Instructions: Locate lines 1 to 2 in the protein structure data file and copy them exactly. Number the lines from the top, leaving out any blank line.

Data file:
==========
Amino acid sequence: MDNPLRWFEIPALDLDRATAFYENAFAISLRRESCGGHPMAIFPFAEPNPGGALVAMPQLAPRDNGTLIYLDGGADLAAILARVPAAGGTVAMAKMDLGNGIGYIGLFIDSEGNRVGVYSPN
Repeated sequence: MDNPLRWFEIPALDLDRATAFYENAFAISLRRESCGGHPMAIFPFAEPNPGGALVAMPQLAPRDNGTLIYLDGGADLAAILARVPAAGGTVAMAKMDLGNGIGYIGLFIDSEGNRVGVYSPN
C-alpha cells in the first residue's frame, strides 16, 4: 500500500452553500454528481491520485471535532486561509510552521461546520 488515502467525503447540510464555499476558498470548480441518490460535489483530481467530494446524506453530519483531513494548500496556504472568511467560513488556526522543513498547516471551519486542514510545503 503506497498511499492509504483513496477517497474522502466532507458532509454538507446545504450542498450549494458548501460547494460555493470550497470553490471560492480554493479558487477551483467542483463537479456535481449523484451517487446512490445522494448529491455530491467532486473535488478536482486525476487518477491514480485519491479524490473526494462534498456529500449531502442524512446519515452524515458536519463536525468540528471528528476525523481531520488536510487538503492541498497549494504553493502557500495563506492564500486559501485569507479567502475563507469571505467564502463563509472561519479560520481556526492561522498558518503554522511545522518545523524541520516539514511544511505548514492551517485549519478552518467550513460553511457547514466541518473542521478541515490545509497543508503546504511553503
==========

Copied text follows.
Amino acid sequence: MDNPLRWFEIPALDLDRATAFYENAFAISLRRESCGGHPMAIFPFAEPNPGGALVAMPQLAPRDNGTLIYLDGGADLAAILARVPAAGGTVAMAKMDLGNGIGYIGLFIDSEGNRVGVYSPN
Repeated sequence: MDNPLRWFEIPALDLDRATAFYENAFAISLRRESCGGHPMAIFPFAEPNPGGALVAMPQLAPRDNGTLIYLDGGADLAAILARVPAAGGTVAMAKMDLGNGIGYIGLFIDSEGNRVGVYSPN